Ballerina Holly Lynn Fusco has a long history with Swan Lake. As a young dancer training in West Bloomfield, MI, she played a court page in American Ballet Theatre’s production when the company made a tour stop in Detroit. Later, she danced the Swan Lake pas de trois when she was a student apprentice with Miami City Ballet. Today, Holly’s in the corps at Pennsylvania Ballet, where she will be in Christopher Wheeldon’s take on the classic ballet this spring. So it seems only fitting that she would be one of 19 dancers to land a role in Black Swan, a movie that uses Swan Lake as its backdrop.

In the movie, Natalie Portman and Mila Kunis play two NYC ballerinas vying for the lead role in their company’s Swan Lake production. In the ballet, the White Swan, Odette, is a princess who’s been transformed into a swan by an evil sorcerer, a spell she can break only by receiving a pledge of eternal love; the Black Swan, Odile, is the sorcerer’s daughter, whom Odette’s suitor mistakes for his true love. Portman’s character, Nina, has Odette’s innocence and earnestness while Kunis’ character, Lily, is cunning and fiery like Odile. The ballet unfolds throughout the movie, alongside the battle between Nina and Lily.

Holly kept a diary of her time on set. Read on to get a behind-the-scenes look at Black Swan. —Katie Rolnick

December 9, 2009

Today the news arrived: I’ve been cast with 13 other Pennsylvania Ballet dancers in Black Swan! I’ll be a background extra and performance dancer. I’m not quite sure what that means, so I’ll have to wait and see.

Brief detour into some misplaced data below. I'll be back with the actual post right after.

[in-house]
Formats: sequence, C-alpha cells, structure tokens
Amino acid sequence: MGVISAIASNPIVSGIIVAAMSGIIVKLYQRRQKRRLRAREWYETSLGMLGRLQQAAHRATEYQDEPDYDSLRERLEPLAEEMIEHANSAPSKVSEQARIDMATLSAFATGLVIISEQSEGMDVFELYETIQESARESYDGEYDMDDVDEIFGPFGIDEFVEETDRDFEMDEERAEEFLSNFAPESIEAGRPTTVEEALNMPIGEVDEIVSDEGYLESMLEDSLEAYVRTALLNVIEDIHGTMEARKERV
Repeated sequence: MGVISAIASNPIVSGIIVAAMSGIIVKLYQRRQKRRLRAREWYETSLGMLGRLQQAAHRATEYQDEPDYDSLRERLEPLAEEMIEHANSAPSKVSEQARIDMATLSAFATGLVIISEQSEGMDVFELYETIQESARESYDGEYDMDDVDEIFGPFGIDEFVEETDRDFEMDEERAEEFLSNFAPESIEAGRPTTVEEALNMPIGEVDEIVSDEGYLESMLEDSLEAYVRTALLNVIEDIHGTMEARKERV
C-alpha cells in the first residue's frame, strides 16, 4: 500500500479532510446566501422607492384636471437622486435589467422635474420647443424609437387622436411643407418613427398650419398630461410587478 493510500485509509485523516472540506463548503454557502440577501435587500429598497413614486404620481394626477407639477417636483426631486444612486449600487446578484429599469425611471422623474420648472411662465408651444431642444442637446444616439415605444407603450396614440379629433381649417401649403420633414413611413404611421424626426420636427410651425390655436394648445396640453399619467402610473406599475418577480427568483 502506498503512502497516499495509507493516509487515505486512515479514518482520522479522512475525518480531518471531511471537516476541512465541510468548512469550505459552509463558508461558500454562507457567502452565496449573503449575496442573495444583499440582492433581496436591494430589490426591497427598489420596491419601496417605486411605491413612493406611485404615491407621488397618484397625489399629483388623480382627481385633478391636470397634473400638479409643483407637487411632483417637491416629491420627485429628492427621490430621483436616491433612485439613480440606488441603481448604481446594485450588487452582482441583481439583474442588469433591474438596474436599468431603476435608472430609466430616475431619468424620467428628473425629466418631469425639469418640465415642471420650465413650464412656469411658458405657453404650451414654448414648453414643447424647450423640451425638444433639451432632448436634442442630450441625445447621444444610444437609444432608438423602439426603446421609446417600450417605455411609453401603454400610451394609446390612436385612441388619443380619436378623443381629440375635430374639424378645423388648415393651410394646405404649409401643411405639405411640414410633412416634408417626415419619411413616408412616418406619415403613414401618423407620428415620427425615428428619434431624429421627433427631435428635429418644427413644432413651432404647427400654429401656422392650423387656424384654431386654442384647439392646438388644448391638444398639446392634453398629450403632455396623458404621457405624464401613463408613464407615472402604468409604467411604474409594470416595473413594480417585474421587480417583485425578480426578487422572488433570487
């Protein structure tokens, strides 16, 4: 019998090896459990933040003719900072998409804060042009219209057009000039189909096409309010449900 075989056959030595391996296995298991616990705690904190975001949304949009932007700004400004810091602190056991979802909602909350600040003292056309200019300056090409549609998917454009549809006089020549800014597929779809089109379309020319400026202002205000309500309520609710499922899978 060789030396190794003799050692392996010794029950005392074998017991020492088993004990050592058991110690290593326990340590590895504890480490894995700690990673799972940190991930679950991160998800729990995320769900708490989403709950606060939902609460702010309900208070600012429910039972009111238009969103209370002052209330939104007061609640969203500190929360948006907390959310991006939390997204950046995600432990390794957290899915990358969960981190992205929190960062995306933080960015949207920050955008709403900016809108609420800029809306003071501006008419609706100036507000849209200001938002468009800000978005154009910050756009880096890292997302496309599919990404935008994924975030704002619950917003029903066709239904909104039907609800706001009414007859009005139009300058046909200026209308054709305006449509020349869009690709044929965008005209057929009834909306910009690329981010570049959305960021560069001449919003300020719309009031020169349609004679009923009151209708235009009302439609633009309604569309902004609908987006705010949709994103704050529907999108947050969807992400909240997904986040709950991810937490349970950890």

December 22, 2009

Two nights ago, the PAB dancers set out for SUNY Purchase, where parts of the movie are being filmed. We got to the set early yesterday morning for our first day of work. There was a whirlwind of activity: crew members bustling, people shouting instructions and large film equipment being carted around.

We were told to bring our own dance attire within a palette of blacks, grays and whites; Natalie Portman and Mila Kunis, the lead actresses, would be wearing brighter colors. After the wardrobe department approved my outfit, I did my own hair and makeup and headed up to “holding,” which is a large room filled with tables (including the craft services food table) where the crew and actors wait until they’re needed.

In the film, I’m a member of the corps de ballet, and the scene for the day was the first company class after summer vacation. Before the camera started rolling, we learned and rehearsed a few combinations at the barre. Then filming started. They first shot us doing barre exercises, and then we progressed into the center. I thought to myself, “This is easy! I do this every day.” Boy, was I wrong. The director said, “Cut,” and we returned to the barre—and then performed the same fondu exercise for nearly eight hours! Because of the studio mirrors, the scene had to be shot from many angles, and we had to keep our clothes, hair and movements exactly the same for each take. We worked through the night and finished filming the scene at about 4 am.

Natalie Portman in "Black Swan." Photo by Niko Tavernise.

January 17, 2010